We have a number of canonicalizations in TosaOps.cpp. While many of them are narrowly scoped to just rewrite constants of splats, etc (and at a quick glance, seem “simple” and borderline ok as canonicalizations), we also have the
ConstantTransposeOptimization which is not that.
This is doing an loopy rewrite of an ElementsAttr into a DenseElementsAttr. In profiles of compiling bert models with constant weights, this pattern is accounting for ~50% of the compilation time (approx ~21s on my machine) for IREE. Looking at perf, the cost is split between iterating to build the new output values and uniquing the result in the context (both of which are non optimal ways to be doing this but would need a more complicated implementation than what can be done in such a canonicalization pattern to correct).
Leaving aside the utility or wisdom of the implementation, having such an expensive pattern as a canonicalization leaves us with no control for applying it. Also, in an attempt to be cost model neutral, it is relatively restricted in when the optimization is allowed.
I suggest that we move this pattern (and any others like it) to a new “TosaLayerwiseConstantOptimizations” pass so that we can control their application more effectively. We need this control for IREE, since IREE already has a general constant partial evaluation facility that is designed to both bypass these overheads and consider a real cost model when determining how such optimizations apply. Having these apply unconditionally works against that.
Was already in the process of doing this by as you mentioned first moving over the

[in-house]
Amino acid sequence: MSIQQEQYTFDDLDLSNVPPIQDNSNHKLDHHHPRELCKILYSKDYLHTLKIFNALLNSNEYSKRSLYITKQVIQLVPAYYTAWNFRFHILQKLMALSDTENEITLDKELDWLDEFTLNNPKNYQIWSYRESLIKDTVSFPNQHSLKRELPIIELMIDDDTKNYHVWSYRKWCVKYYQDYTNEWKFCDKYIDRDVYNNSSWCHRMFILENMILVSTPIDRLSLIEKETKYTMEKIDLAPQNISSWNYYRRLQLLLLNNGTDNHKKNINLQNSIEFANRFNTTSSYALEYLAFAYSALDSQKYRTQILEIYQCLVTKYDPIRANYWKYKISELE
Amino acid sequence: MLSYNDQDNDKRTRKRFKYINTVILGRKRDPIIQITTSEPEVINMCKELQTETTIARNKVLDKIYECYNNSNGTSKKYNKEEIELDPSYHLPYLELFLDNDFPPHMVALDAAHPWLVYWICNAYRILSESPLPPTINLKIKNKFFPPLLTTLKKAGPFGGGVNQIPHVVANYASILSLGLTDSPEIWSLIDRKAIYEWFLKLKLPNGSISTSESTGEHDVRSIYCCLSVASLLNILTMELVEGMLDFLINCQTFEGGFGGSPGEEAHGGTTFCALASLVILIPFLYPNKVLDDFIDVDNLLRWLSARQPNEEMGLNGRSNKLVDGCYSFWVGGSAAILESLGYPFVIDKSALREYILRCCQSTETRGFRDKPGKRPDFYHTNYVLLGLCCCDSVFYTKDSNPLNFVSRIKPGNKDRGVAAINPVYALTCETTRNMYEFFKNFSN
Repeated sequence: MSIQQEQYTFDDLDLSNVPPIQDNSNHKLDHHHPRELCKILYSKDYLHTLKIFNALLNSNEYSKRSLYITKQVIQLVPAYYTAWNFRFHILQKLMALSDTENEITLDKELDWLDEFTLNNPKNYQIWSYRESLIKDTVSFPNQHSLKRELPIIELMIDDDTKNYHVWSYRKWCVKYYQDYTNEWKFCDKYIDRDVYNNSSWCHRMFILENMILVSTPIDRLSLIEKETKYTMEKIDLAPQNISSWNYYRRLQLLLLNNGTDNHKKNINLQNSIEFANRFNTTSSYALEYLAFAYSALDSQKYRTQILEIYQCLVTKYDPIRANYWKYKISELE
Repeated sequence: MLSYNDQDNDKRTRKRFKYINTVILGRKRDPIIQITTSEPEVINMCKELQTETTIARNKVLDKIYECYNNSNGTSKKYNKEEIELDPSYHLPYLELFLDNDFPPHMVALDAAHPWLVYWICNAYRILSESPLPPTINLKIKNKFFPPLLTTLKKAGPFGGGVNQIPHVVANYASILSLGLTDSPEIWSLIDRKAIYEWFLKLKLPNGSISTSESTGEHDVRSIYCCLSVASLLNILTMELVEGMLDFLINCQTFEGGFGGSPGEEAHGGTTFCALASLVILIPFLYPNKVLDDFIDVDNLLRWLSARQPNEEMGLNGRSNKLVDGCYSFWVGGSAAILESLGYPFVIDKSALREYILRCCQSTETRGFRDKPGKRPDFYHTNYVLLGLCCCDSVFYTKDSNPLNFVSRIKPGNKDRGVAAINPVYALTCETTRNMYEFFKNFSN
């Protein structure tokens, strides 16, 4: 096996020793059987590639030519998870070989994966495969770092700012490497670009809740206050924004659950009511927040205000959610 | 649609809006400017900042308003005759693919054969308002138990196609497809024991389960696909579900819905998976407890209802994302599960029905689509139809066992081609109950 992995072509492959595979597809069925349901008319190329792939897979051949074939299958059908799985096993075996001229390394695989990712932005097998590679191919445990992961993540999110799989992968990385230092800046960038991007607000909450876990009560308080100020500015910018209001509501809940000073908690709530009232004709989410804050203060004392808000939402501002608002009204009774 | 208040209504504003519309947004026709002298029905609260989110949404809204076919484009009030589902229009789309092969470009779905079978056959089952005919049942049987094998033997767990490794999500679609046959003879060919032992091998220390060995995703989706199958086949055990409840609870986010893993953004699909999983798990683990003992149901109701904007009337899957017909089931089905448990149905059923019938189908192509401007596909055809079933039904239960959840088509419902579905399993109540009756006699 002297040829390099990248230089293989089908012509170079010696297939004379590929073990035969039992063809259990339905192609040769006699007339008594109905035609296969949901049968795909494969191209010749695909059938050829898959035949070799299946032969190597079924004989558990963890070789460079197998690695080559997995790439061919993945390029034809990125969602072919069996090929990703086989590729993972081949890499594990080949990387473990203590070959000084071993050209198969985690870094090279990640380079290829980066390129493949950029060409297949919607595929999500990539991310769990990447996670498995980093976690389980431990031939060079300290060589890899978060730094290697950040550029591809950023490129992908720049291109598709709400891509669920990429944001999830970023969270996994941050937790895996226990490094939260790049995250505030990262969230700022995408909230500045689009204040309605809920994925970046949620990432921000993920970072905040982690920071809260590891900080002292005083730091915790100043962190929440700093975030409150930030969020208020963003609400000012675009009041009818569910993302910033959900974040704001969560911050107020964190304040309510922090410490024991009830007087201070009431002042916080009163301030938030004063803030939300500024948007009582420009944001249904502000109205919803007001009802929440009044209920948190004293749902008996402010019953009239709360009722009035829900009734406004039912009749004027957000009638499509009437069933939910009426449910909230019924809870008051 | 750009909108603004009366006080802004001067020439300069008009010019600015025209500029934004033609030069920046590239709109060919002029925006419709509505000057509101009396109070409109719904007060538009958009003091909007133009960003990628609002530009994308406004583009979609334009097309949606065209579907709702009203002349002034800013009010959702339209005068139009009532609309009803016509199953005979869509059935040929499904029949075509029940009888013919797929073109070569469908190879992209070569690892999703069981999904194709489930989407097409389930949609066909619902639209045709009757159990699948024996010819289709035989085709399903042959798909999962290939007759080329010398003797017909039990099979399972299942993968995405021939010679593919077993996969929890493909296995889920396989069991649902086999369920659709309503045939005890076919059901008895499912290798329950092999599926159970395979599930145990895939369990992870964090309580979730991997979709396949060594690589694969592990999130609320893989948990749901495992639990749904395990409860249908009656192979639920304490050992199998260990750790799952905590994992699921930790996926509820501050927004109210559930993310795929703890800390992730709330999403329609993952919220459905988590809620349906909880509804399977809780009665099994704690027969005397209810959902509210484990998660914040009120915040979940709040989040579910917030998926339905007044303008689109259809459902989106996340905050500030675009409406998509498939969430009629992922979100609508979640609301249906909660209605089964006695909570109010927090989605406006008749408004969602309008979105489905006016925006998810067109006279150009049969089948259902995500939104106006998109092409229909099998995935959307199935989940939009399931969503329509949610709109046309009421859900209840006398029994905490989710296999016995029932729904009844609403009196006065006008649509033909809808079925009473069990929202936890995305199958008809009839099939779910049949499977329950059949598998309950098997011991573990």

Patch is here ⚙ D124685 [mlir][tosa] Moves constant folding operations out of the Canonicalizer and under review for a while now.
Fantastic - thank you, and glad I asked
Some of those I’m not sure why they aren’t folders rather than canonicalization patterns. In practice that does not make a difference for canonicalization pass today (which I do have mixed feelings on).
Agreed - the ones constrained to splats seem like they should be folders.
I’d like to take a look through more closely at all of the ones with “Optimize” in the name. Some of them feel like folders to me, while others, like the transpose pattern we are discussing seem like optimizations. In general, I’d like to see the op definitions and lowerings not be responsible for actual “optimizations”.
One of the triggers for me is having folders or canonicalizers that are restricted to
hasOneUse – since this is actually a hard-coded/primitive cost model which signals an optimization. Interestingly,
ConstantTransposeOptimization does not have that restriction, and in a multi-use context, will result in it not being size-neutral.
ReshapeConstOptimization has that restriction, but given that it is only operating on splats, this actually feels to me like it should be a folder and does not actually need to be restricted to
I think that the diff that George references above is a strict improvement over the current state. How about we land that and then come through and audit/refactor the rest of these?
We’re strongly in favor of optionality here as well and I’d helped @GeorgeARM review this internally - we’ve encountered similar issues in backend codegen when a previously expected form changed overnight. Sometimes this is just a layering or sequencing problem, but sometimes the choice of transformation is backend dependent.